Behind the artwork – Feminist embroidery by artist Sophie King

If clothing has always been a means of self expression, what Sophie King does is something more.
English Embroidery artist, she uses the method of embroidery to talk to women, and, over the years, has managed to become a real cult voice with a following that exceeds 90 thousand followers.
Among her works there are a lot of important and relevant quotes, especially in a historical period where women’s freedom, consideration and rights seem to be disappearing.
We interviewed her, we were told who she is, how and why she started and what are her sources of inspiration.
The interview and a selection of images that tell her intent can be found here, while here her Instagram profile and here the site where you can also buy some of her works.

Tell us about yourself, what is your background, what did you studied and what are your greatest passions?

In university, I studied Art History which I hated. I didn’t think I’d be good enough to do fine art in university so I opted for the more “academic” side which is a regret of mine. I’ve always loved fashion, art, and film!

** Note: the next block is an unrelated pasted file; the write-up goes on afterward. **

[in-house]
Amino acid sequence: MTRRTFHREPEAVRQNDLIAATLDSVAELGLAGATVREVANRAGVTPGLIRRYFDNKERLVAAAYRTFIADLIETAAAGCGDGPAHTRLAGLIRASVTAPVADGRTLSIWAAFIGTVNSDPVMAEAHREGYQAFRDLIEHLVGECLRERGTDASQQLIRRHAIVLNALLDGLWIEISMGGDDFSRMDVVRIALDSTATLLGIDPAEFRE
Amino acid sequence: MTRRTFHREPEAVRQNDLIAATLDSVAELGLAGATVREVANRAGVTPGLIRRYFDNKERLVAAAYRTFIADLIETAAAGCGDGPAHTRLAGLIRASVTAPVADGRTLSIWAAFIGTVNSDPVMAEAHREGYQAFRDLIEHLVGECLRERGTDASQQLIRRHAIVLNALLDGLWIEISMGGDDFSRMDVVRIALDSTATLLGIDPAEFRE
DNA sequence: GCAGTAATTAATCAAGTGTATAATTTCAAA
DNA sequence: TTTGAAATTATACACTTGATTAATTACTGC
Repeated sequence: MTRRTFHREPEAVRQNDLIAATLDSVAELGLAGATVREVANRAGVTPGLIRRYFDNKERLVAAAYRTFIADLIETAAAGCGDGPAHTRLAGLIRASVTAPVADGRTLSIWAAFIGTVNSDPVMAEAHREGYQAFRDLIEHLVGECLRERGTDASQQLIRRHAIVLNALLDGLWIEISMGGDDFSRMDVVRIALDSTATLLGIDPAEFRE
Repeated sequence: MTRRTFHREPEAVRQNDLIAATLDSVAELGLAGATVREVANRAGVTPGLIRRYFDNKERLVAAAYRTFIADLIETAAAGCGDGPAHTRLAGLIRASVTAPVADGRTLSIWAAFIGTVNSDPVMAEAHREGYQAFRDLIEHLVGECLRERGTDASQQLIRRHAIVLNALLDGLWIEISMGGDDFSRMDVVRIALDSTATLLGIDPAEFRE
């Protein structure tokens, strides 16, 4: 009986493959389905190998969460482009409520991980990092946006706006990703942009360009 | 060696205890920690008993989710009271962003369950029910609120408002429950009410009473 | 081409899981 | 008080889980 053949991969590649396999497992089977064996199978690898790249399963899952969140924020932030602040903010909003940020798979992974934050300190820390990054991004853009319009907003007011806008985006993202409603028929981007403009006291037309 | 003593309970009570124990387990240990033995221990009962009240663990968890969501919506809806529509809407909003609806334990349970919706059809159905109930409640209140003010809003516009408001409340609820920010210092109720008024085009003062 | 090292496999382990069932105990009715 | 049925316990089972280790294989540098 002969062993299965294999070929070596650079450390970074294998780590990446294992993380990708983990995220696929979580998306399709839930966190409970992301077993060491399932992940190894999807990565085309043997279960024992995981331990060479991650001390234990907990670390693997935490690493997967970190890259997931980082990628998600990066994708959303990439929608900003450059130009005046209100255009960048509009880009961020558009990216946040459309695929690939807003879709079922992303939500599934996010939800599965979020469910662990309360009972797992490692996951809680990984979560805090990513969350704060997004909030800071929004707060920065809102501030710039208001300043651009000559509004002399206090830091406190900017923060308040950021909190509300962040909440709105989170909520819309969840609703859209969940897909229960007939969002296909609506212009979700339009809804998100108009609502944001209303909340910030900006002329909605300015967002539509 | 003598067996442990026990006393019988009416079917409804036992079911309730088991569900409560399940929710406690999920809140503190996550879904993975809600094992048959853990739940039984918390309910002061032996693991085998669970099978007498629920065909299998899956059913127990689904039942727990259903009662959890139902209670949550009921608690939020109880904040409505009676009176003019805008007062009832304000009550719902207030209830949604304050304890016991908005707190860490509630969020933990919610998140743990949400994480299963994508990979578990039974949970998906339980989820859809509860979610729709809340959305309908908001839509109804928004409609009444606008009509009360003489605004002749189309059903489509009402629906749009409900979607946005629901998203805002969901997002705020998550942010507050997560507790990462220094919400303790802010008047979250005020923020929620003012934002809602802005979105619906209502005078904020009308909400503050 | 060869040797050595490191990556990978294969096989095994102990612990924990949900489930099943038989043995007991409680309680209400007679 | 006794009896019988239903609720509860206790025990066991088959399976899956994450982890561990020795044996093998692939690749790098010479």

How did you come up with the idea of customizing almost everything with quotes?

I’ve always been interested in how we can use clothing to send a message about ourselves and the world around us, how everyday objects can have meaning.

How long does each piece take to create? What’s the hardest thing about the process?

It can take anything from a day to weeks or months. It’s very time consuming and you need a lot of patience. The hardest part for me is being sat down for so long!

Some of your artworks are related to the concept of female empowerment, do you think that nowadays the differences between men and women are still very substantial? 

I don’t think men and women are inherently different but the way in which we experience the world is, for example everyone experiences toxic masculinity but it affects men and women in different ways, it makes in harder for men to express their emotions, whereas women are much more likely to be victims to domestic violence in part because of it.

What do you think is your most significant artwork?

I think the “stop teaching girls that boys are mean to them because they like them” related to people the most and marked the start of exploring more personal themes within my work.

Who are your female muses and inspirations? Can you tell us why?

I love Leonor Fini, Leonora Carrington, Elizabeth Taylor, Serena Williams because they’re all ambitious and determined women.

What’s next for you? 

Continuing to make more work!

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